NEW YORK – Stocks ended cautiously mixed Monday, with technology shares getting a lift from Qualcomm Inc. and Cisco Systems while a top-level management shakeup at Dow component Boeing pressured blue chips.
Based on the latest available data, the Dow Jones industrial average (search) was down 3.69 points, or 0.03 percent, at 10,936.86 and the Standard & Poor's 500 Index (search) was up 3.19 points, or 0.26 percent, at 1,225.31. The Nasdaq Composite Index (search) was up 19.60 points, or 0.95 percent, at 2,090.21.
"There's a lot of money coming back into the market right now," said Brian Williamson, an equity trader at The Boston Company Asset Management. "What we saw on Friday was encouraging for The Dow Jones industrial average came within striking distance of 11,000 on Friday before settling at the highest close in more than 3 1/2 years. The rally was fueled by a positive U.S. jobs report.
Qualcomm (QCOM) rose 5 percent to $37.23 after the company raised its outlook for profit and said strong chip shipments were expected but added that revenue would be lower than analysts' expectations. Cisco (CSCO) rose 2 percent to $18.42 after Barron's financial news weekly said the company remains a powerhouse in its core business.
"We are getting into a situation where good news is great news. Around the earnings cycle, good news was bad news because the market was looking for great news. That's why Qualcomm is up," said Jim Fehrenbach, head of Nasdaq trading at Piper Jaffray. "The Barron's article seems to be bumping up Cisco. Oil prices are also down. There's certainly a little more optimism in the market."
A late rise in crude oil futures helped send the Dow off its session highs. A barrel of light crude was quoted at $53.89, up 11 cents, on the New York Mercantile Exchange (search). Bonds rose, with the yield on the 10-year Treasury note falling to 4.3 percent, while the dollar rose against most major currencies and gold was up as well.
Profit-taking pushed the Dow lower as Boeing (BA), a Dow component, said Chief Executive Officer Harry Stonecipher was asked to resign by the company's board for a relationship with a female executive. It is the second major CEO scandal for the aircraft manufacturer in less than 1 1/2 years.
Boeing fell 8 cents to $58.30, recovering in the last hour from its session lows. Boeing said James Bell, the aerospace giant's chief financial officer, would serve as interim president and CEO while the company seeks a replacement for Stonecipher, whose predecessor, Phil Condit (search), resigned Dec. 1, 2003, in a defense contracting scandal.
However, investors were cheered by three separate merger announcements in the financial, defense and communications sectors — a sign of corporate America's confidence in economic growth. Hibernia Corp. (HIB) rose $5.67, or 21.3 percent, to $32.24 after Capital One Financial Corp. (COF) said it would pay more than $5.35 billion in cash and stock to acquire the Louisiana regional bank. Capital One, which hopes to bolster its banking business to help with distribution of its credit cards, fell $2.08 to $76 on the news.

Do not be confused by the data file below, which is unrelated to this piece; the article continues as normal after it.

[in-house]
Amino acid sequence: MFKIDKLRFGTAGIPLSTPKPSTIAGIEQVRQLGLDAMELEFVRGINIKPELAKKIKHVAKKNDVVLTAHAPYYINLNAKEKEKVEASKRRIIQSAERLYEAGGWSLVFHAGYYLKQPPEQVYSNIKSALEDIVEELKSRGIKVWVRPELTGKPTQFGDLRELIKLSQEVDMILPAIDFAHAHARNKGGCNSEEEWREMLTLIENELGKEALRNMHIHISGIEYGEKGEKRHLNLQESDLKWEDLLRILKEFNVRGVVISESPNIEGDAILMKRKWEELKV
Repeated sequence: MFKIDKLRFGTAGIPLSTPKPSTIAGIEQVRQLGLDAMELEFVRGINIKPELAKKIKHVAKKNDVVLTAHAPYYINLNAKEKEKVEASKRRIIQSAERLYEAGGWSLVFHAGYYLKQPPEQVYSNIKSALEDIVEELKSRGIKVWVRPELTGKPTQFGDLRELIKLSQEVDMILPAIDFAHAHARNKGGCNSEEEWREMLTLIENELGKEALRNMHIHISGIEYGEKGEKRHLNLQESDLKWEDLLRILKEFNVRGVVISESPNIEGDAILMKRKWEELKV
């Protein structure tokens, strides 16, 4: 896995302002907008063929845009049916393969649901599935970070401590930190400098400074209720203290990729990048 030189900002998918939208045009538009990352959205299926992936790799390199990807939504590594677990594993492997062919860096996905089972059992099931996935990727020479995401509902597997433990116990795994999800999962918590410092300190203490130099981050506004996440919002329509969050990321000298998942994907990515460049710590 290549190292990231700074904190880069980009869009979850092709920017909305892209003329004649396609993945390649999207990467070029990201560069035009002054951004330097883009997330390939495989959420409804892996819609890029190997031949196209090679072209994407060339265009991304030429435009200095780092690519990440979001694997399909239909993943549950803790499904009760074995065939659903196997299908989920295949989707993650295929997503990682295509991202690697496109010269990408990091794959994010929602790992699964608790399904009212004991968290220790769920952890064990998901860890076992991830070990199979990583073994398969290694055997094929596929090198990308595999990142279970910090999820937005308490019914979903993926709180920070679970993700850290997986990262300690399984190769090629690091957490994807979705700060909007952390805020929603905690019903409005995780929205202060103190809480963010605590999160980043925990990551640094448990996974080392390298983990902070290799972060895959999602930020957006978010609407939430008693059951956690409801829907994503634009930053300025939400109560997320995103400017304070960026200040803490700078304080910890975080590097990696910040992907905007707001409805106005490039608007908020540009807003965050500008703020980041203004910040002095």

Europe's BAE Systems PLC announced a $4.2 billion bid to buy United Defense Industries Inc. (UDI), which includes the assumption of $218 million in UDI debt. BAE said the move will help the company attract more U.S. defense spending. UDI surged $15.09, or 25.9 percent, to $73.35.
Insight Communications Inc. (ICCI) climbed $2.07, or 21.4 percent, to $11.75 after private equity firm The Carlyle Group said it is offering $650 million, or $10.70 per share, to acquire the cable systems operator and take it private.
Shares of Texas Instruments Inc. (TXN), the world's largest maker of chips for cell phones, were up 48 cents to $27.37 . The company was to give its midquarter business report on Monday after the bell.
Intel Corp. (INTC) rose 2.3 percent to $25.24. The world's largest chip maker will update its first-quarter financial targets on Thursday. The Philadelphia Stock Exchange semiconductor index was up 2.4 percent.
Sony Corp (SNE) was up 77 cents at $39.31 after the Japanese conglomerate named former CBC president Howard Stringer as chairman and CEO, hoping that his entertainment experience will help the company with the convergence of its own entertainment holdings and its consumer electronics business.
In earnings news, Marvel Enterprises Inc. (MVL) said improved licensing revenue and movie merchandising related to "Spider-Man 2" helped the company beat Wall Street's quarterly profit expectations by 5 cents per share. Marvel slipped 45 cents to $18.
The Russell 2000 index of smaller companies was down 1.09, or 0.2 percent, at 643.86.
Overseas, Japan's Nikkei stock average rose 0.44 percent. In Europe, Britain's FTSE 100 closed down 0.18 percent, France's CAC-40 climbed 0.4 percent for the session, and Germany's DAX index gained 0.1 percent.
Reuters and the Associated Press contributed to this report.